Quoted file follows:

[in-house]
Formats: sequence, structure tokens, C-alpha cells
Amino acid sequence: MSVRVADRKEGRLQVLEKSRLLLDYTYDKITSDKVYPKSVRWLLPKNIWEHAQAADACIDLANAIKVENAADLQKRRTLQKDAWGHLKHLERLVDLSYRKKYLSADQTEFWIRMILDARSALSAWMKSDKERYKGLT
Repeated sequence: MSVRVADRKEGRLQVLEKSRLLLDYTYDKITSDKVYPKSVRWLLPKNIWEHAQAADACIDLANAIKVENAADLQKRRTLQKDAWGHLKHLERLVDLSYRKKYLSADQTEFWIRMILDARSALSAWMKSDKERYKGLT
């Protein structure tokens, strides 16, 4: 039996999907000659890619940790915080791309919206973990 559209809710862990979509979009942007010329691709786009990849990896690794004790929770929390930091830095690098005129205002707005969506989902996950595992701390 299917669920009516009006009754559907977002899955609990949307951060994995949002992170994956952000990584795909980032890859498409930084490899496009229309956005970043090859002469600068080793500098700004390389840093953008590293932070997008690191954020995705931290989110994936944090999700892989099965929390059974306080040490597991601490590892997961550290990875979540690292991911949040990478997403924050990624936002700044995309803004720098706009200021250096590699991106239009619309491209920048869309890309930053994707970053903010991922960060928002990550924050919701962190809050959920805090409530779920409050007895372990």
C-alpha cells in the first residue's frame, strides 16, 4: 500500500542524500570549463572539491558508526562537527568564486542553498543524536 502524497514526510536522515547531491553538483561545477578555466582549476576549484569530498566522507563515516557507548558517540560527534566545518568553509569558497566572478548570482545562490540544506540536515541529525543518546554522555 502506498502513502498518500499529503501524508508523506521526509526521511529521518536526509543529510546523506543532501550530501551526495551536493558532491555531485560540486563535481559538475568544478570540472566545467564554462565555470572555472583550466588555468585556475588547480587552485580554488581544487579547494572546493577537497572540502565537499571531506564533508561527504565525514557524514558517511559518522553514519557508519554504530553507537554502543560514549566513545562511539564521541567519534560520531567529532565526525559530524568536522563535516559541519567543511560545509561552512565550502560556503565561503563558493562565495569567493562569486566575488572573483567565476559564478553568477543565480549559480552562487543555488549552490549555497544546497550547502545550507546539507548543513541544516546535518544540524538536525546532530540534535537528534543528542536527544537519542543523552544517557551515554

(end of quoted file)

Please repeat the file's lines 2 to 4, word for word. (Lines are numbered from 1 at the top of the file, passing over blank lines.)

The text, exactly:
Formats: sequence, structure tokens, C-alpha cells
Amino acid sequence: MSVRVADRKEGRLQVLEKSRLLLDYTYDKITSDKVYPKSVRWLLPKNIWEHAQAADACIDLANAIKVENAADLQKRRTLQKDAWGHLKHLERLVDLSYRKKYLSADQTEFWIRMILDARSALSAWMKSDKERYKGLT
Repeated sequence: MSVRVADRKEGRLQVLEKSRLLLDYTYDKITSDKVYPKSVRWLLPKNIWEHAQAADACIDLANAIKVENAADLQKRRTLQKDAWGHLKHLERLVDLSYRKKYLSADQTEFWIRMILDARSALSAWMKSDKERYKGLT